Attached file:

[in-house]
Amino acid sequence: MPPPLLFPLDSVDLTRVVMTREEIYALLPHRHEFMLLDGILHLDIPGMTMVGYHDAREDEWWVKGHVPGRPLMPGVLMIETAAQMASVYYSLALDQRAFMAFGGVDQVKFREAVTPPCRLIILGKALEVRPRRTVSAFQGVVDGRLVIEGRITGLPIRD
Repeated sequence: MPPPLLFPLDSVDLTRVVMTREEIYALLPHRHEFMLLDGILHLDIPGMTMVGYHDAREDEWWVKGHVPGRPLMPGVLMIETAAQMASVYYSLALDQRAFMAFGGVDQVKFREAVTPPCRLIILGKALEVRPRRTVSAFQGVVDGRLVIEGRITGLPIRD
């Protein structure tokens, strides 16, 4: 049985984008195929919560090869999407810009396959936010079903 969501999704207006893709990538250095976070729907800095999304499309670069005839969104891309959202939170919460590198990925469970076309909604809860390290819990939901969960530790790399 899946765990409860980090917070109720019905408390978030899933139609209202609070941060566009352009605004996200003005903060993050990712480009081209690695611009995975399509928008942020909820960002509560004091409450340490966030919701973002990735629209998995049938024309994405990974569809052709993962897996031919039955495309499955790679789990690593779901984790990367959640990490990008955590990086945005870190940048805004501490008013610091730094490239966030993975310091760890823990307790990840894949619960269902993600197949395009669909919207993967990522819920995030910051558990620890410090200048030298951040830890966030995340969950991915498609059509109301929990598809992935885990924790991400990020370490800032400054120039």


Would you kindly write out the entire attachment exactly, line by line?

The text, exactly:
[in-house]
Amino acid sequence: MPPPLLFPLDSVDLTRVVMTREEIYALLPHRHEFMLLDGILHLDIPGMTMVGYHDAREDEWWVKGHVPGRPLMPGVLMIETAAQMASVYYSLALDQRAFMAFGGVDQVKFREAVTPPCRLIILGKALEVRPRRTVSAFQGVVDGRLVIEGRITGLPIRD
Repeated sequence: MPPPLLFPLDSVDLTRVVMTREEIYALLPHRHEFMLLDGILHLDIPGMTMVGYHDAREDEWWVKGHVPGRPLMPGVLMIETAAQMASVYYSLALDQRAFMAFGGVDQVKFREAVTPPCRLIILGKALEVRPRRTVSAFQGVVDGRLVIEGRITGLPIRD
């Protein structure tokens, strides 16, 4: 049985984008195929919560090869999407810009396959936010079903 969501999704207006893709990538250095976070729907800095999304499309670069005839969104891309959202939170919460590198990925469970076309909604809860390290819990939901969960530790790399 899946765990409860980090917070109720019905408390978030899933139609209202609070941060566009352009605004996200003005903060993050990712480009081209690695611009995975399509928008942020909820960002509560004091409450340490966030919701973002990735629209998995049938024309994405990974569809052709993962897996031919039955495309499955790679789990690593779901984790990367959640990490990008955590990086945005870190940048805004501490008013610091730094490239966030993975310091760890823990307790990840894949619960269902993600197949395009669909919207993967990522819920995030910051558990620890410090200048030298951040830890966030995340969950991915498609059509109301929990598809992935885990924790991400990020370490800032400054120039």